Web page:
Solving Mystery of How Sulfa Drugs Kill Bacteria Yields 21st Century Drug Development Target
St. Jude Children’s Research Hospital scientists have discovered a key enzyme structure in bacteria, a finding that lays the foundation for a new generation of antibiotics that are safer and less prone to drug resistance.
More than 70 years after the first sulfa drugs helped to revolutionize medical care and save millions of lives, St. Jude Children’s Research Hospital scientists have determined at an atomic level the mechanism these medications use to kill bacteria. The discovery provides the basis for a new generation of antibiotics that would likely be harder for bacteria to resist and cause fewer side effects.
The work focused on sulfa drugs and their target enzyme, dihydropteroate synthase (DHPS). Most disease-causing microorganisms need DHPS to help make the molecule folate, which is required for the production of DNA and some amino acids. Working with enzymes from gram-negative and gram-positive bacteria, researchers used a variety of techniques to determine for the first time the key intermediate structure DHPS forms during the chemical reaction to advance folate production. The structure also explains at a molecular level how sulfa drugs function and how resistance causing mutations help bacteria withstand them.
The findings mark a major advance in both microbial biochemistry and anti-microbial drug discovery. The study is published in the March 2 issue of the journal Science.
“The structure we found was totally unexpected and really opens the door for us and others to design a new class of inhibitors targeting DHPS that will help us avoid side effects and other problems associated with sulfa drugs,” said Stephen White, Ph.D., chair of the St. Jude Department of Structural Biology and the paper’s corresponding author.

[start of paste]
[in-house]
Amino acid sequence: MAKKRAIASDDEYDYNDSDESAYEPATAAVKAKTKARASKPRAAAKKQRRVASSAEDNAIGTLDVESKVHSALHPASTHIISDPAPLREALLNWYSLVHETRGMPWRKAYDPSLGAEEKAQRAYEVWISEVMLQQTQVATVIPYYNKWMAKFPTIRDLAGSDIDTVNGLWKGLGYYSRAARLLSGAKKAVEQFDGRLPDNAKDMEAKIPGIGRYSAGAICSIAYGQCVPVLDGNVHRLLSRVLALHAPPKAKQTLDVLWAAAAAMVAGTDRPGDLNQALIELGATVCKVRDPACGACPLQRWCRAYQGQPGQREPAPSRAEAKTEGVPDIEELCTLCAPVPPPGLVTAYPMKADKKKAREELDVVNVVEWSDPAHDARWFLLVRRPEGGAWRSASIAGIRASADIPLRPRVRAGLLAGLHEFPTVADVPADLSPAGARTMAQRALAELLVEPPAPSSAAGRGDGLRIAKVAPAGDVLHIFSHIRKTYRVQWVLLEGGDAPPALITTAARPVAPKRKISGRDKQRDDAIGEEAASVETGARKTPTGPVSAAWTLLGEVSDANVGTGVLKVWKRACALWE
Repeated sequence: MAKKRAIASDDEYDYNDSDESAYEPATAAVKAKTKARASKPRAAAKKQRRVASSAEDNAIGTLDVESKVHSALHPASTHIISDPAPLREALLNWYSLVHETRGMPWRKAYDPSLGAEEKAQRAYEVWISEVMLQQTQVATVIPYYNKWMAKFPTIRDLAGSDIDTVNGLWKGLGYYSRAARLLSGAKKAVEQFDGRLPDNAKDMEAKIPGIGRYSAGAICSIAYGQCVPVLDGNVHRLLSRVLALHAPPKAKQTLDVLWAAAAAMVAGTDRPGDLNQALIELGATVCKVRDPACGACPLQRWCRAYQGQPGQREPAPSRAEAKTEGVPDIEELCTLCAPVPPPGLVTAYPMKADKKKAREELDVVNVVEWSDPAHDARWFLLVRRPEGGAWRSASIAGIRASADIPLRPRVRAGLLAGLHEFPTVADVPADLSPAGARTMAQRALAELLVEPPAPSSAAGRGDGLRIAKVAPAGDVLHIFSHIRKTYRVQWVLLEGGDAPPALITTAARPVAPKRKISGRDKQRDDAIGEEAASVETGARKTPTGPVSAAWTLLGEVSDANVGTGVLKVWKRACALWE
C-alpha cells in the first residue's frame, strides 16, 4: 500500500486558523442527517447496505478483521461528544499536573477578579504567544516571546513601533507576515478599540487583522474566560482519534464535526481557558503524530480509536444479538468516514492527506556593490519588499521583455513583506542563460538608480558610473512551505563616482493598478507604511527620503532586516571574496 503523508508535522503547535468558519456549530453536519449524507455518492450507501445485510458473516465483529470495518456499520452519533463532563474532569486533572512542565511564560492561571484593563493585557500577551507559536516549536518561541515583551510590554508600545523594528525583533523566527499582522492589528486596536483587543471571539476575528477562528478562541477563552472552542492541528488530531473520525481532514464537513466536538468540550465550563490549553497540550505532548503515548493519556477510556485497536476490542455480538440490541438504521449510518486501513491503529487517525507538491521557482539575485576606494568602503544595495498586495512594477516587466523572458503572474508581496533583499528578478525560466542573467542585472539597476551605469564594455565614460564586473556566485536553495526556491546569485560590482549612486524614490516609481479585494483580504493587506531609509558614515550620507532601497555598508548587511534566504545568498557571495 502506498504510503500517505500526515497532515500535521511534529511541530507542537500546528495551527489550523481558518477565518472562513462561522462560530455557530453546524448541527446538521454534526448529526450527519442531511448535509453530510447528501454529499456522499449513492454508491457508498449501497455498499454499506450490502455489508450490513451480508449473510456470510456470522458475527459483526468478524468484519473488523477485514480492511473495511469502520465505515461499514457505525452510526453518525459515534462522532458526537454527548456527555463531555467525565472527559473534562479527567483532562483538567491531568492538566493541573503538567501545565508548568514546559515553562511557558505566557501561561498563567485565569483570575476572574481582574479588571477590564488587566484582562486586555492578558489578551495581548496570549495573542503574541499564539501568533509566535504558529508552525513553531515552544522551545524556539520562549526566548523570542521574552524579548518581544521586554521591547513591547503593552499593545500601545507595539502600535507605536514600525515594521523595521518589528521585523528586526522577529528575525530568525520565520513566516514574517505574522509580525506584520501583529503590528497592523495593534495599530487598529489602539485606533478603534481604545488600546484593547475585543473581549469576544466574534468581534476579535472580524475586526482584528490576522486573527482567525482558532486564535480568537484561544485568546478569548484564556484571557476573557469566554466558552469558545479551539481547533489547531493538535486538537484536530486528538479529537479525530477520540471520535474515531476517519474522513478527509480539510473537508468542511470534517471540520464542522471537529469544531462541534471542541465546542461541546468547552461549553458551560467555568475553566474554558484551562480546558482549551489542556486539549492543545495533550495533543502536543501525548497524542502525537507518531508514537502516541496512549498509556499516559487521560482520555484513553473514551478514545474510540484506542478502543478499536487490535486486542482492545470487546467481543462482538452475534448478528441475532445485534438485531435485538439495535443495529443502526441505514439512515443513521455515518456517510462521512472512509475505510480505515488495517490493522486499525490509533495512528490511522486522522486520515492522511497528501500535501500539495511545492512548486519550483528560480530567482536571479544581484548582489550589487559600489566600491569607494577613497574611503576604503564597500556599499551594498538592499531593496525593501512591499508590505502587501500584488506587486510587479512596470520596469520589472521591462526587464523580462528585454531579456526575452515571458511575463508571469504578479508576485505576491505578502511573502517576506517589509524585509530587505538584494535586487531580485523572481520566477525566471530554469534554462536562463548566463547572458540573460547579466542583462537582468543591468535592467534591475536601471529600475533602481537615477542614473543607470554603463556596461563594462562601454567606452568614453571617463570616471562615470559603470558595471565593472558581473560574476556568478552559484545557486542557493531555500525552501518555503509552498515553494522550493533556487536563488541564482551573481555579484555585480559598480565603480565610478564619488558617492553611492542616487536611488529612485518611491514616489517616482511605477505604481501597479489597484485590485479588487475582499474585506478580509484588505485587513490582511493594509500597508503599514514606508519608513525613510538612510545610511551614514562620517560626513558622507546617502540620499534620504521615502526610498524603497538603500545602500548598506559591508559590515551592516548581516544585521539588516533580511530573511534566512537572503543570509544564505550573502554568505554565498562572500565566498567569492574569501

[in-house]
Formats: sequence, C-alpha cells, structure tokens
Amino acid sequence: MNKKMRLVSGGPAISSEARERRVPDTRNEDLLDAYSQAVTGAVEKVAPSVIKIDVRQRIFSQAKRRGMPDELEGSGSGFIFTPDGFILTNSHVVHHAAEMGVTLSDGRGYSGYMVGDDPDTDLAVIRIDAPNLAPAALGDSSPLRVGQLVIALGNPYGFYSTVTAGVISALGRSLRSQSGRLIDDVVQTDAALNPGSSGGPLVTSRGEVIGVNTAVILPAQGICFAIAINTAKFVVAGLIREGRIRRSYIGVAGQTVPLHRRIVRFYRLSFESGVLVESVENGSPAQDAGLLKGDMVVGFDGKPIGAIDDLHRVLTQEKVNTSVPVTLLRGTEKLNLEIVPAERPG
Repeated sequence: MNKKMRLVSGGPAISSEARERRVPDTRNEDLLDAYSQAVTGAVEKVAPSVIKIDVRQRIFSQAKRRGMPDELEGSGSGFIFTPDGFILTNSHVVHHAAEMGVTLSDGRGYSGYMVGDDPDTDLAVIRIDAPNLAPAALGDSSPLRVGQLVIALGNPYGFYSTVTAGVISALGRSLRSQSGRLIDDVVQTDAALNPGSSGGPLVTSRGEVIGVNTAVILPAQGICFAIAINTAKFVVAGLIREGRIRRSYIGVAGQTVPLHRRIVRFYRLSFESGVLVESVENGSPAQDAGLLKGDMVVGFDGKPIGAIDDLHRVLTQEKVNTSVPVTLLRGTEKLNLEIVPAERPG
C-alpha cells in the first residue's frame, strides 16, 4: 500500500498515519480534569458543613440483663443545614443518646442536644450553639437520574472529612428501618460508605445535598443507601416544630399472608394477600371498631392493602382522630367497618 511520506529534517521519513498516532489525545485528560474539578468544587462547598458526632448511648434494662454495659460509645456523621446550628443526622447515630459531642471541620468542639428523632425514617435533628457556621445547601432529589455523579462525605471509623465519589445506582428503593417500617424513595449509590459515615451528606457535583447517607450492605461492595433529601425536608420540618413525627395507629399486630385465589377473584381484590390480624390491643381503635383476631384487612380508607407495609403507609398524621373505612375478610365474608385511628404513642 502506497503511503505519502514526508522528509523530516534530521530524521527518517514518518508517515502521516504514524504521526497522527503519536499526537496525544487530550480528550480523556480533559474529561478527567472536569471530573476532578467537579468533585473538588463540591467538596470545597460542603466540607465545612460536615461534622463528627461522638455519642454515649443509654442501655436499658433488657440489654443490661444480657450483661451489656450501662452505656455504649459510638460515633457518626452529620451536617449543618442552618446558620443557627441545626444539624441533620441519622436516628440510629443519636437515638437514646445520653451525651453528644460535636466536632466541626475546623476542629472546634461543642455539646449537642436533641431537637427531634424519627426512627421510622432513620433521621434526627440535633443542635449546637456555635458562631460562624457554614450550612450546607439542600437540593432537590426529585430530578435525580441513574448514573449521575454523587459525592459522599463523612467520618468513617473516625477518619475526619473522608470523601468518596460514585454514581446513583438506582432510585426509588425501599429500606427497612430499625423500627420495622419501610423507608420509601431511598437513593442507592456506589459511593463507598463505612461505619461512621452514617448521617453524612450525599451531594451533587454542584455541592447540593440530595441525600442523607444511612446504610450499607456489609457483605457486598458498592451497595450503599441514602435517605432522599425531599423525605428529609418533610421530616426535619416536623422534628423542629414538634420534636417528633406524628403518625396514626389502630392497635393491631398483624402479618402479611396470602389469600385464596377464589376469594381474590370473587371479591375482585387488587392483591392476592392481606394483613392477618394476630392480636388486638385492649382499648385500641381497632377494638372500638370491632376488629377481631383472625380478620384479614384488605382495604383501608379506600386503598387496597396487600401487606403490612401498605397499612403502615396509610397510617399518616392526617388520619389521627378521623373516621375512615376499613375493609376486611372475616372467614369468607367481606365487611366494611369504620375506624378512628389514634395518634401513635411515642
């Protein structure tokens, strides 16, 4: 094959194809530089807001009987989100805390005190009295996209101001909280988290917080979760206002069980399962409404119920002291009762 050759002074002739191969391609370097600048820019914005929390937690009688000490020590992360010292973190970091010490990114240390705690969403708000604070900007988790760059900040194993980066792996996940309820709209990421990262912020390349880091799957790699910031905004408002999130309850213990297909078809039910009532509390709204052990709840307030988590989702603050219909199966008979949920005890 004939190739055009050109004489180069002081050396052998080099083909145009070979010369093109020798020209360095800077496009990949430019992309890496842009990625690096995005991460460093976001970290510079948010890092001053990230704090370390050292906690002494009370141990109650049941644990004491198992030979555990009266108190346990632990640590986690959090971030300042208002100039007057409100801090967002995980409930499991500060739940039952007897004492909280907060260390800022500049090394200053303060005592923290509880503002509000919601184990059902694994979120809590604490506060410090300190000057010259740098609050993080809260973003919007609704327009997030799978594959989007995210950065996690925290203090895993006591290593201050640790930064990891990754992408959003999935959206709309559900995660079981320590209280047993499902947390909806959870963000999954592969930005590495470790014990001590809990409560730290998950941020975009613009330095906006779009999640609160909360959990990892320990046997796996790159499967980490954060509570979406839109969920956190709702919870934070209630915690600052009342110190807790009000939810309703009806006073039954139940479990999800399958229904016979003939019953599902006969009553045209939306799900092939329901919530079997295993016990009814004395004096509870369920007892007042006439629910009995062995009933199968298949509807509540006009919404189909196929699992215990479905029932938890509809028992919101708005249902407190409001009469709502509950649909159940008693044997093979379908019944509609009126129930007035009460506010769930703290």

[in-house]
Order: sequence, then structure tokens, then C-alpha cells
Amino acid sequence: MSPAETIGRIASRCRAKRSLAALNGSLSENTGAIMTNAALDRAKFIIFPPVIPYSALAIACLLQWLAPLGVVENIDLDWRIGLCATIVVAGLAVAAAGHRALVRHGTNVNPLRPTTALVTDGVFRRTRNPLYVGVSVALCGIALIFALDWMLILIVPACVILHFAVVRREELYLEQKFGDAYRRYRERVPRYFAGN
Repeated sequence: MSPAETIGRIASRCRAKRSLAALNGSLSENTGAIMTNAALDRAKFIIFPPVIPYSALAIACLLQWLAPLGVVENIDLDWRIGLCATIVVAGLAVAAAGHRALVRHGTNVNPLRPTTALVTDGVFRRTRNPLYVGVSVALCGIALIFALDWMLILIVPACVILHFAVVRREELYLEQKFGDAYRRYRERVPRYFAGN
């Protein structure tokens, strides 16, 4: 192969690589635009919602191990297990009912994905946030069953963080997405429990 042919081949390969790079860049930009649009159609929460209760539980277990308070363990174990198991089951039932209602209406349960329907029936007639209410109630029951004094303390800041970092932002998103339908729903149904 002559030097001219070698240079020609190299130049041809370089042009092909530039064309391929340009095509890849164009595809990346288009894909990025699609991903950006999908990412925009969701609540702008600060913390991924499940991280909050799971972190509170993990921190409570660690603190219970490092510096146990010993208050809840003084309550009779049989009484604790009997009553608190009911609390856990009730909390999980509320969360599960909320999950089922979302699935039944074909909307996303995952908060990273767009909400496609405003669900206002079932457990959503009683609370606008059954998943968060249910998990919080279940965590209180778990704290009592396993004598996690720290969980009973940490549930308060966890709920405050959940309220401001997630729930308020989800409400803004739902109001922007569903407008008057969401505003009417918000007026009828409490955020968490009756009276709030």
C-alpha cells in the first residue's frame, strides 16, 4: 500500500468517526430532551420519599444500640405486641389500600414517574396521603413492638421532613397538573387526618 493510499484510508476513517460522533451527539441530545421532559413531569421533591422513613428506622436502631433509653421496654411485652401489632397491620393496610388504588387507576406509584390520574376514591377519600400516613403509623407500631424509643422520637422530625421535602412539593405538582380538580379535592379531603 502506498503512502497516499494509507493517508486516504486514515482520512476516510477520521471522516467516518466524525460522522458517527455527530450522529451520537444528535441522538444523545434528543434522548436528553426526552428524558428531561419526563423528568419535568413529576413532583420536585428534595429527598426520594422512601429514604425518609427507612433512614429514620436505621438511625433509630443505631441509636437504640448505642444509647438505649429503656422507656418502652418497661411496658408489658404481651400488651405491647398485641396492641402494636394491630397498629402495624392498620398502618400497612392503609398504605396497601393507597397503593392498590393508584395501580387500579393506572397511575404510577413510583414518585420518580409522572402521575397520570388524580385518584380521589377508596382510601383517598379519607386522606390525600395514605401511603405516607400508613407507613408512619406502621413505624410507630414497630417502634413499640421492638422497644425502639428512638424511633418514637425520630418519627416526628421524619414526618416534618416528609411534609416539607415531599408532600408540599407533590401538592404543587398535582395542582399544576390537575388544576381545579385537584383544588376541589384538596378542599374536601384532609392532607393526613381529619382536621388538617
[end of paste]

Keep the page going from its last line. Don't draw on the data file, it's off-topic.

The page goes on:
Co-author Richard Lee, Ph.D., a member of the St. Jude Department of Chemical Biology and Therapeutics, added: “Now we want to leverage this information to develop drugs against the opportunistic infections that threaten so many St. Jude patients.”
Sulfa drugs were discovered in the 1930s and became the first antibiotic in widespread use. Although the drugs were early victims of antibiotic resistance, they are still widely used against emerging infectious diseases and to prevent infections in patients with weakened immune systems, including St. Jude patients undergoing cancer chemotherapy. The growing problem of antibiotic resistance has prompted renewed interest in sulfa drugs as a possible source of new therapeutic targets, Lee said.
Previous work had shown that sulfa drugs target DHPS and work by mimicking a molecule called pABA. DHPS advances folate production by accelerating the fusion of pABA and another molecule called dihydropteridine pyrophosphate (DHPP). Until now, however, scientists did not know exactly how the DHPS reaction occurred or how sulfa drugs disrupted the process.
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